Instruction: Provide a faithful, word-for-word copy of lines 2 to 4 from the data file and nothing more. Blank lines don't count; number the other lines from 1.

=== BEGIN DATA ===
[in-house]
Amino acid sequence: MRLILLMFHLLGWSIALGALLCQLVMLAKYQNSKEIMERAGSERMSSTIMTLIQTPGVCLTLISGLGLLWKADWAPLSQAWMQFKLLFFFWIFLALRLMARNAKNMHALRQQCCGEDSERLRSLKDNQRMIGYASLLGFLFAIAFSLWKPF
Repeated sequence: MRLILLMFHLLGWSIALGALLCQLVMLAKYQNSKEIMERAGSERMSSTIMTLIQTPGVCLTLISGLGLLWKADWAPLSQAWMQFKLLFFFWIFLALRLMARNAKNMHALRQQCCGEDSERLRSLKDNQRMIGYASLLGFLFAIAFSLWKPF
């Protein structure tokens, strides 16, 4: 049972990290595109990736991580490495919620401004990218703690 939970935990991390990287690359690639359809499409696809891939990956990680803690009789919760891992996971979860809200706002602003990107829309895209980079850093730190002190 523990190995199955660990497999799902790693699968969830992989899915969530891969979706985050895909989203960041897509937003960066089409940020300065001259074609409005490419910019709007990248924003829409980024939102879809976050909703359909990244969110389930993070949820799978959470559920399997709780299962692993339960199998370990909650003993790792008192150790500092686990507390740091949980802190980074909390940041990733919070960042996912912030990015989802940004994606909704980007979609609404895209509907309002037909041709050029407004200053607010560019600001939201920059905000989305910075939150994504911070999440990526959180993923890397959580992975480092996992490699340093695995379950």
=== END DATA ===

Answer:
Amino acid sequence: MRLILLMFHLLGWSIALGALLCQLVMLAKYQNSKEIMERAGSERMSSTIMTLIQTPGVCLTLISGLGLLWKADWAPLSQAWMQFKLLFFFWIFLALRLMARNAKNMHALRQQCCGEDSERLRSLKDNQRMIGYASLLGFLFAIAFSLWKPF
Repeated sequence: MRLILLMFHLLGWSIALGALLCQLVMLAKYQNSKEIMERAGSERMSSTIMTLIQTPGVCLTLISGLGLLWKADWAPLSQAWMQFKLLFFFWIFLALRLMARNAKNMHALRQQCCGEDSERLRSLKDNQRMIGYASLLGFLFAIAFSLWKPF
């Protein structure tokens, strides 16, 4: 049972990290595109990736991580490495919620401004990218703690 939970935990991390990287690359690639359809499409696809891939990956990680803690009789919760891992996971979860809200706002602003990107829309895209980079850093730190002190 523990190995199955660990497999799902790693699968969830992989899915969530891969979706985050895909989203960041897509937003960066089409940020300065001259074609409005490419910019709007990248924003829409980024939102879809976050909703359909990244969110389930993070949820799978959470559920399997709780299962692993339960199998370990909650003993790792008192150790500092686990507390740091949980802190980074909390940041990733919070960042996912912030990015989802940004994606909704980007979609609404895209509907309002037909041709050029407004200053607010560019600001939201920059905000989305910075939150994504911070999440990526959180993923890397959580992975480092996992490699340093695995379950």